DEWITT — Byrne Dairy is feeling the effects of Canada’s new dairy trade policies, and they aren’t alone.
The Canadian dairy industry changed its policies regarding ultra-filtered milk to favor domestic production. With lower prices for Canadian producers, U.S. producers, such as Byrne Dairy and Cayuga Milk Ingredients in Aurelius, have been shut out.
Kevin Ellis, CEO of Cayuga Milk Ingredients, told The Citizen in April that the company lost $30 million in sales to Canadian firms overnight when the policies were adopted.
U.S. Rep. John Katko drew attention to the trade woes Thursday during a press conference outside of Byrne Dairy’s ultra-high temperature pasteurization plant in DeWitt.
Katko, R-Camillus, said Byrne Dairy, which receives milk from 300 dairy farms in the region, is suffering due to Canada’s “protectionist” trade policies.
Ryan Elliott, an attorney for Byrne Dairy, said the DeWitt plant is one of four operated by the company. Free and open trade, especially with Canada, would be beneficial to its business and the farms that supply milk.
“Trade should really be viewed as a door,” Elliott said. “That door should swing both ways in order for this to be a functional trade relationship.”
For Byrne Dairy and other producers, the Canadian dairy industry’s trade policies are on top of an existing oversupply of milk. The surplus continues to grow, Elliot said, and plants are being inundated with milk.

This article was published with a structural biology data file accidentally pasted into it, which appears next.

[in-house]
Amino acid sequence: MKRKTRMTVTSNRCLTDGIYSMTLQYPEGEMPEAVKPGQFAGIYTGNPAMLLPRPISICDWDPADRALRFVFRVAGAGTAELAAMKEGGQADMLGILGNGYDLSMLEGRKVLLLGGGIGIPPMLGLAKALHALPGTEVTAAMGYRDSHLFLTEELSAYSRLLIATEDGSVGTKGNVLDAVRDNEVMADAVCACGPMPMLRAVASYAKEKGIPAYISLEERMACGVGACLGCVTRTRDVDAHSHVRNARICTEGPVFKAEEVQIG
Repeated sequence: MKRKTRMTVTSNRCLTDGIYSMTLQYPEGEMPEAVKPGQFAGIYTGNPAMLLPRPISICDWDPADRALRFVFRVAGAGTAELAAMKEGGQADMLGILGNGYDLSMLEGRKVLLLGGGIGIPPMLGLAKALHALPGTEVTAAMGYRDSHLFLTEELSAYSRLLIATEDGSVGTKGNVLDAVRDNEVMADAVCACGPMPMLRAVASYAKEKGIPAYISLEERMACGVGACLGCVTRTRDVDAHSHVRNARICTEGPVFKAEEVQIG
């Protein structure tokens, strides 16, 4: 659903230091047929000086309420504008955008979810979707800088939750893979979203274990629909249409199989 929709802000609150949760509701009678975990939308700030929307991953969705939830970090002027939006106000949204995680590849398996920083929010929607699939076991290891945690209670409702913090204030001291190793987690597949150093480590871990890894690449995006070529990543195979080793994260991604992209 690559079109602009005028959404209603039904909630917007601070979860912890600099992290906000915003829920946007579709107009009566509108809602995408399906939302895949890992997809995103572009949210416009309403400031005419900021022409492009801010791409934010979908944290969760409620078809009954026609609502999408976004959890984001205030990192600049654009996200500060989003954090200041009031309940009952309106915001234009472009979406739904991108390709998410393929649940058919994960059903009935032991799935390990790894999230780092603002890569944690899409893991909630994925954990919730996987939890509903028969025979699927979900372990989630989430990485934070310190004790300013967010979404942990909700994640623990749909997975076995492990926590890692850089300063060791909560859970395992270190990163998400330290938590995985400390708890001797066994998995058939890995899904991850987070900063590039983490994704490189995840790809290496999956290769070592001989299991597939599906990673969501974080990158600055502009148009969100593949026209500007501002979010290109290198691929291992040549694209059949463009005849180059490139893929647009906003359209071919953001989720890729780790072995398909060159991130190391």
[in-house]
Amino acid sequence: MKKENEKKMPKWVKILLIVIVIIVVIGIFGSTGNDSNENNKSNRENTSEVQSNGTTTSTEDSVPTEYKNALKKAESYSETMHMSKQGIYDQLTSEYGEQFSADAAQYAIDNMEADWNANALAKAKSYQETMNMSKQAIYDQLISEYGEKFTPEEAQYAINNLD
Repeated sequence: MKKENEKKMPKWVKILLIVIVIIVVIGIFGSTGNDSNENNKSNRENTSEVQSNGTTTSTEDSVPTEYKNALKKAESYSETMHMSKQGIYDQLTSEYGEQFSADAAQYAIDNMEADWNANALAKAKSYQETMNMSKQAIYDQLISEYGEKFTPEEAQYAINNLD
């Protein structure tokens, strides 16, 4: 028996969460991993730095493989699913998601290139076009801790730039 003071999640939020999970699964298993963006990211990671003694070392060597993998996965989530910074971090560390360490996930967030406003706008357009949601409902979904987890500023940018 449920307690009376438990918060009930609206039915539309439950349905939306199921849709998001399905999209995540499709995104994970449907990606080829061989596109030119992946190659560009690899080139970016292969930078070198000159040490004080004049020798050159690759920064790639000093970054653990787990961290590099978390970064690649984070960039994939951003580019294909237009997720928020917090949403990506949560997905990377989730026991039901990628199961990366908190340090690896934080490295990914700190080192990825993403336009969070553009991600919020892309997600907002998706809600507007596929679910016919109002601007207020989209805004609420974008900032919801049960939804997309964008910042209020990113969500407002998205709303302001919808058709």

“That obviously has real consequences for dairy processors,” he said.
Katko also highlighted trade challenges faced by other businesses in central New York. He visited Nucor Steel in Auburn Wednesday and has previously stopped at Novelis, a major aluminum manufacturer in Oswego County.
The U.S. aluminum and steel industries have been dealing with the impact of dumping, which occurs when a product is exported at a price below market value.
Katko said Novelis and Nucor Steel aren’t competing on a level playing field with foreign manufacturers, especially entities from China and Turkey that are dumping heavily subsidized products in the global market.
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He sees similarities between what aluminum and steel manufacturers are facing and how the dairy industry has been affected by Canada’s trade barriers.
“While the industries are certainly different, they’re all critical to our local economy,” he said. “Surely global market fairness is vital to the competitive conditions facing our local dairy, steel and aluminum manufacturers, to name a few.”
Next week, Katko will testify at a public hearing held by the U.S. International Trade Commission. The panel will examine unfair trade practices in the steel rebar industry.
Nucor Steel manufactures rebar at its Auburn plant.
“Trade can be a force for economic growth, innovation and wealth creation — but only when it’s fair,” Katko said. “Unfortunately, other nations have been anything but fair. We owe it to our workers to do everything we can to level the playing field.”